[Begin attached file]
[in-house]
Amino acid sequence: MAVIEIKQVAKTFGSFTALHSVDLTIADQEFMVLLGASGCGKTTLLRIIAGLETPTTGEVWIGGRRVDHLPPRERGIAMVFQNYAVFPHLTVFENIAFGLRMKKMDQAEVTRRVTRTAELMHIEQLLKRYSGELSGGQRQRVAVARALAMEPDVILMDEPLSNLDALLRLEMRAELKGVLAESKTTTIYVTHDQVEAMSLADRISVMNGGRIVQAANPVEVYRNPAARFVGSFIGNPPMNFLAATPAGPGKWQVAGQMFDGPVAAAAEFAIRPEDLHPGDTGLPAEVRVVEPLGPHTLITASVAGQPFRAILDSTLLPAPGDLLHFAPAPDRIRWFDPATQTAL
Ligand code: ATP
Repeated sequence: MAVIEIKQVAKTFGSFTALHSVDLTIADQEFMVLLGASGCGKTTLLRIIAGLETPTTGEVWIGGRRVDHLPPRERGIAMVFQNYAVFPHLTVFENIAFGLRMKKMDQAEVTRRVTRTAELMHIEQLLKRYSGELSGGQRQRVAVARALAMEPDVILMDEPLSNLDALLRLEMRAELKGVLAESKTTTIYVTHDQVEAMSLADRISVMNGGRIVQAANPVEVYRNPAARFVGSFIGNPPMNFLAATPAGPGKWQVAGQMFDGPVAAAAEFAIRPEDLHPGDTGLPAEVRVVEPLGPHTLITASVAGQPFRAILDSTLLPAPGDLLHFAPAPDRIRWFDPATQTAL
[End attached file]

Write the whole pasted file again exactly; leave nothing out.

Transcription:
[in-house]
Amino acid sequence: MAVIEIKQVAKTFGSFTALHSVDLTIADQEFMVLLGASGCGKTTLLRIIAGLETPTTGEVWIGGRRVDHLPPRERGIAMVFQNYAVFPHLTVFENIAFGLRMKKMDQAEVTRRVTRTAELMHIEQLLKRYSGELSGGQRQRVAVARALAMEPDVILMDEPLSNLDALLRLEMRAELKGVLAESKTTTIYVTHDQVEAMSLADRISVMNGGRIVQAANPVEVYRNPAARFVGSFIGNPPMNFLAATPAGPGKWQVAGQMFDGPVAAAAEFAIRPEDLHPGDTGLPAEVRVVEPLGPHTLITASVAGQPFRAILDSTLLPAPGDLLHFAPAPDRIRWFDPATQTAL
Ligand code: ATP
Repeated sequence: MAVIEIKQVAKTFGSFTALHSVDLTIADQEFMVLLGASGCGKTTLLRIIAGLETPTTGEVWIGGRRVDHLPPRERGIAMVFQNYAVFPHLTVFENIAFGLRMKKMDQAEVTRRVTRTAELMHIEQLLKRYSGELSGGQRQRVAVARALAMEPDVILMDEPLSNLDALLRLEMRAELKGVLAESKTTTIYVTHDQVEAMSLADRISVMNGGRIVQAANPVEVYRNPAARFVGSFIGNPPMNFLAATPAGPGKWQVAGQMFDGPVAAAAEFAIRPEDLHPGDTGLPAEVRVVEPLGPHTLITASVAGQPFRAILDSTLLPAPGDLLHFAPAPDRIRWFDPATQTAL